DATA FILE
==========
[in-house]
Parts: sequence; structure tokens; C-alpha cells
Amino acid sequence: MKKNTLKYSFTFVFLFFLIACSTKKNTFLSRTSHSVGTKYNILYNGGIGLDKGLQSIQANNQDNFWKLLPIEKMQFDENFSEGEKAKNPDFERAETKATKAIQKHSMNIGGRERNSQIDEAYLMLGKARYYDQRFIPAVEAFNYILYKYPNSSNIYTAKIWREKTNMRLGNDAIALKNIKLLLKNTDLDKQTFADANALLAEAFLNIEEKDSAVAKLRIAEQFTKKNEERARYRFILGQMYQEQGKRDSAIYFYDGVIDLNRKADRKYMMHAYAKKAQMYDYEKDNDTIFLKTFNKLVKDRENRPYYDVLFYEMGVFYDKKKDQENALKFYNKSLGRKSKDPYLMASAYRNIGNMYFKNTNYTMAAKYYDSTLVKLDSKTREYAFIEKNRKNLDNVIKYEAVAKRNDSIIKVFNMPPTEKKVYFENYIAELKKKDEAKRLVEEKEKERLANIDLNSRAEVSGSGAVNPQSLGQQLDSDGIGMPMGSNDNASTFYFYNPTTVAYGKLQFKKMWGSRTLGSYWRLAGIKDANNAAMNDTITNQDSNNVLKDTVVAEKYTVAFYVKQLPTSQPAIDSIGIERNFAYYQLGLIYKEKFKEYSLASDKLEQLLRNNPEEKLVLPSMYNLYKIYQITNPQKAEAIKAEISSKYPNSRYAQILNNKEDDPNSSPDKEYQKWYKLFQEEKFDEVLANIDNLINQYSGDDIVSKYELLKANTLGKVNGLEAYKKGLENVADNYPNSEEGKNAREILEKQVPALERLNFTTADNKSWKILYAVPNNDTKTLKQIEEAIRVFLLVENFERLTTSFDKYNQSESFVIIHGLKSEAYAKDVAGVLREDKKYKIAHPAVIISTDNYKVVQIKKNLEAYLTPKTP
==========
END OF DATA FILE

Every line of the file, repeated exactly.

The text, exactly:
[in-house]
Parts: sequence; structure tokens; C-alpha cells
Amino acid sequence: MKKNTLKYSFTFVFLFFLIACSTKKNTFLSRTSHSVGTKYNILYNGGIGLDKGLQSIQANNQDNFWKLLPIEKMQFDENFSEGEKAKNPDFERAETKATKAIQKHSMNIGGRERNSQIDEAYLMLGKARYYDQRFIPAVEAFNYILYKYPNSSNIYTAKIWREKTNMRLGNDAIALKNIKLLLKNTDLDKQTFADANALLAEAFLNIEEKDSAVAKLRIAEQFTKKNEERARYRFILGQMYQEQGKRDSAIYFYDGVIDLNRKADRKYMMHAYAKKAQMYDYEKDNDTIFLKTFNKLVKDRENRPYYDVLFYEMGVFYDKKKDQENALKFYNKSLGRKSKDPYLMASAYRNIGNMYFKNTNYTMAAKYYDSTLVKLDSKTREYAFIEKNRKNLDNVIKYEAVAKRNDSIIKVFNMPPTEKKVYFENYIAELKKKDEAKRLVEEKEKERLANIDLNSRAEVSGSGAVNPQSLGQQLDSDGIGMPMGSNDNASTFYFYNPTTVAYGKLQFKKMWGSRTLGSYWRLAGIKDANNAAMNDTITNQDSNNVLKDTVVAEKYTVAFYVKQLPTSQPAIDSIGIERNFAYYQLGLIYKEKFKEYSLASDKLEQLLRNNPEEKLVLPSMYNLYKIYQITNPQKAEAIKAEISSKYPNSRYAQILNNKEDDPNSSPDKEYQKWYKLFQEEKFDEVLANIDNLINQYSGDDIVSKYELLKANTLGKVNGLEAYKKGLENVADNYPNSEEGKNAREILEKQVPALERLNFTTADNKSWKILYAVPNNDTKTLKQIEEAIRVFLLVENFERLTTSFDKYNQSESFVIIHGLKSEAYAKDVAGVLREDKKYKIAHPAVIISTDNYKVVQIKKNLEAYLTPKTP